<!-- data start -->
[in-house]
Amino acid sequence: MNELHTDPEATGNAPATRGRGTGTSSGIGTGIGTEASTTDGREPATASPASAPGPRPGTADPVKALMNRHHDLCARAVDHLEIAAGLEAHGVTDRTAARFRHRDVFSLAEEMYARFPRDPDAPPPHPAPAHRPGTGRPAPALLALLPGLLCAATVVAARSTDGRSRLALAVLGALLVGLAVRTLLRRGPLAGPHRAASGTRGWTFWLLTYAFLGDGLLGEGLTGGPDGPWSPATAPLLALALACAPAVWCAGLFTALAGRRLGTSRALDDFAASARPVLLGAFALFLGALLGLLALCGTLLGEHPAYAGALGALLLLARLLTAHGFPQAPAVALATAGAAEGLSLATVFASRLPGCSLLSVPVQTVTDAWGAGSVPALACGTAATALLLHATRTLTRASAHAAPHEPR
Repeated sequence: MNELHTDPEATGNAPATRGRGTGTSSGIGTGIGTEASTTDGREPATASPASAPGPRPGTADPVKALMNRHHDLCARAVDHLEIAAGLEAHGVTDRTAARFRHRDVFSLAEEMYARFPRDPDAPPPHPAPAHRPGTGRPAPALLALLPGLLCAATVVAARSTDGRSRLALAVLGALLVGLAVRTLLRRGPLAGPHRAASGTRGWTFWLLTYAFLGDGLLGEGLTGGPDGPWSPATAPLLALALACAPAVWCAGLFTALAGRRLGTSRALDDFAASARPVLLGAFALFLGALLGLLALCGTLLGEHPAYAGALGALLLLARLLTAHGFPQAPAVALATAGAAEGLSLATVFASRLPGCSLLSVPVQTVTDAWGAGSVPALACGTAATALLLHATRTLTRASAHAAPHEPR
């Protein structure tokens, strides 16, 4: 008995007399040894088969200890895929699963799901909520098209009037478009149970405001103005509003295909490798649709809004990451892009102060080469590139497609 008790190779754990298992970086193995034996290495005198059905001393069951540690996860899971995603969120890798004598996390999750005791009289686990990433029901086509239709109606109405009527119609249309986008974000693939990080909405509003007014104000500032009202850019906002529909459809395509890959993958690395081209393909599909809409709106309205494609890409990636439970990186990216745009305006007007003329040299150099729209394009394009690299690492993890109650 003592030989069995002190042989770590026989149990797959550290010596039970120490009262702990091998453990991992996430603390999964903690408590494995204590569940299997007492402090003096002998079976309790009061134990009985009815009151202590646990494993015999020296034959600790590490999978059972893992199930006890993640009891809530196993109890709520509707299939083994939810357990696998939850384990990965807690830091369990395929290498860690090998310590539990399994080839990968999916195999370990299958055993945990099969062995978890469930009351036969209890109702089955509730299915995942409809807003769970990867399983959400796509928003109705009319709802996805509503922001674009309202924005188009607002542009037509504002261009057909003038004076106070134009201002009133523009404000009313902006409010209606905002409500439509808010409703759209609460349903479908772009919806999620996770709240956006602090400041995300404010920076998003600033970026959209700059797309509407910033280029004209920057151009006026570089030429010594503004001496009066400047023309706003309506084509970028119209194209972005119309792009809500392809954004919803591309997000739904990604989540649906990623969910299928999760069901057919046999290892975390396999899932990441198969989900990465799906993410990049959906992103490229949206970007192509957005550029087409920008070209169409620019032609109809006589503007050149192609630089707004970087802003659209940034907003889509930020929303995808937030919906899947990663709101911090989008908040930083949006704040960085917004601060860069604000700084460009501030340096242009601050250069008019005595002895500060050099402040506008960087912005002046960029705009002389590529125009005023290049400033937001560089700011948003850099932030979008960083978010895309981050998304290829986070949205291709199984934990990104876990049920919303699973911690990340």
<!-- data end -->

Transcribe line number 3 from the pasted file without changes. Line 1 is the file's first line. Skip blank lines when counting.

Repeated sequence: MNELHTDPEATGNAPATRGRGTGTSSGIGTGIGTEASTTDGREPATASPASAPGPRPGTADPVKALMNRHHDLCARAVDHLEIAAGLEAHGVTDRTAARFRHRDVFSLAEEMYARFPRDPDAPPPHPAPAHRPGTGRPAPALLALLPGLLCAATVVAARSTDGRSRLALAVLGALLVGLAVRTLLRRGPLAGPHRAASGTRGWTFWLLTYAFLGDGLLGEGLTGGPDGPWSPATAPLLALALACAPAVWCAGLFTALAGRRLGTSRALDDFAASARPVLLGAFALFLGALLGLLALCGTLLGEHPAYAGALGALLLLARLLTAHGFPQAPAVALATAGAAEGLSLATVFASRLPGCSLLSVPVQTVTDAWGAGSVPALACGTAATALLLHATRTLTRASAHAAPHEPR